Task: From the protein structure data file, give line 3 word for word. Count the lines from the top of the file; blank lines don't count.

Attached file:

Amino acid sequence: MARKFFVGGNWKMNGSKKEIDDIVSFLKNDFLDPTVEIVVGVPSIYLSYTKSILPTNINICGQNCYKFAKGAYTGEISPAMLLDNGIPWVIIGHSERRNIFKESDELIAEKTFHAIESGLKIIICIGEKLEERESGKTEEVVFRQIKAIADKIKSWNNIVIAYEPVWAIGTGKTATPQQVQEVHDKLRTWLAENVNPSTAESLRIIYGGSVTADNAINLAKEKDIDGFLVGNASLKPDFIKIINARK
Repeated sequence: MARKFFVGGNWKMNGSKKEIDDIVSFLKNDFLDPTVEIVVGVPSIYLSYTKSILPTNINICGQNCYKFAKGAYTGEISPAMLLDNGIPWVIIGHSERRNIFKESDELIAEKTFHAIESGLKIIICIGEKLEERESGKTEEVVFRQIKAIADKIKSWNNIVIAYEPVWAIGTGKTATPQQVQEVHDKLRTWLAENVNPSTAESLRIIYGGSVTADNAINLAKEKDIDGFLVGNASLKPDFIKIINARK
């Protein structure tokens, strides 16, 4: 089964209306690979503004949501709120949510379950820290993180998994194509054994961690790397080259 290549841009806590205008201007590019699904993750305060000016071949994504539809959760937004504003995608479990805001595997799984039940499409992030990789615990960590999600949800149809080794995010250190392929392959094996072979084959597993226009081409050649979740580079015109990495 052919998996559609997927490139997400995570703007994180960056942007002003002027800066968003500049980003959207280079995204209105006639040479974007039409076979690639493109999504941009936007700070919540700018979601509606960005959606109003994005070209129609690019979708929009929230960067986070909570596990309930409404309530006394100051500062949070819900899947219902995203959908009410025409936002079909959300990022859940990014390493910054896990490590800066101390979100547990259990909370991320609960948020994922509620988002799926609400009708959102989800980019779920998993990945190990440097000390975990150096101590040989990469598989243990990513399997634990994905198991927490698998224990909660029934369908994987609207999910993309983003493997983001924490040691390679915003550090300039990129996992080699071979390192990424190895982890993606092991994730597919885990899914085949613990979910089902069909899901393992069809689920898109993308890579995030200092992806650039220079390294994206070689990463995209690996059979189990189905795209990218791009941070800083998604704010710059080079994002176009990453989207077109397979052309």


């Protein structure tokens, strides 16, 4: 089964209306690979503004949501709120949510379950820290993180998994194509054994961690790397080259 290549841009806590205008201007590019699904993750305060000016071949994504539809959760937004504003995608479990805001595997799984039940499409992030990789615990960590999600949800149809080794995010250190392929392959094996072979084959597993226009081409050649979740580079015109990495 052919998996559609997927490139997400995570703007994180960056942007002003002027800066968003500049980003959207280079995204209105006639040479974007039409076979690639493109999504941009936007700070919540700018979601509606960005959606109003994005070209129609690019979708929009929230960067986070909570596990309930409404309530006394100051500062949070819900899947219902995203959908009410025409936002079909959300990022859940990014390493910054896990490590800066101390979100547990259990909370991320609960948020994922509620988002799926609400009708959102989800980019779920998993990945190990440097000390975990150096101590040989990469598989243990990513399997634990994905198991927490698998224990909660029934369908994987609207999910993309983003493997983001924490040691390679915003550090300039990129996992080699071979390192990424190895982890993606092991994730597919885990899914085949613990979910089902069909899901393992069809689920898109993308890579995030200092992806650039220079390294994206070689990463995209690996059979189990189905795209990218791009941070800083998604704010710059080079994002176009990453989207077109397979052309």